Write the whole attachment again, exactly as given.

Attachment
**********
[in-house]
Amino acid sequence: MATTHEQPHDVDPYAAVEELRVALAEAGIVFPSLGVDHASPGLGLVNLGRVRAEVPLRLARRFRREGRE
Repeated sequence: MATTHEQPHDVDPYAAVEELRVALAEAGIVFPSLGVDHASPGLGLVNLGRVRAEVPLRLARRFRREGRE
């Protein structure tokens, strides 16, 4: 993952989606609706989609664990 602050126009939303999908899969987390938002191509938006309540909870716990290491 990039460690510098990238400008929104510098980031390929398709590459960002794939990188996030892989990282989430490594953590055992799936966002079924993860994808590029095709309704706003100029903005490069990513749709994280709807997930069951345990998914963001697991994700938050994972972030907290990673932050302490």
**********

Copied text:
[in-house]
Amino acid sequence: MATTHEQPHDVDPYAAVEELRVALAEAGIVFPSLGVDHASPGLGLVNLGRVRAEVPLRLARRFRREGRE
Repeated sequence: MATTHEQPHDVDPYAAVEELRVALAEAGIVFPSLGVDHASPGLGLVNLGRVRAEVPLRLARRFRREGRE
């Protein structure tokens, strides 16, 4: 993952989606609706989609664990 602050126009939303999908899969987390938002191509938006309540909870716990290491 990039460690510098990238400008929104510098980031390929398709590459960002794939990188996030892989990282989430490594953590055992799936966002079924993860994808590029095709309704706003100029903005490069990513749709994280709807997930069951345990998914963001697991994700938050994972972030907290990673932050302490």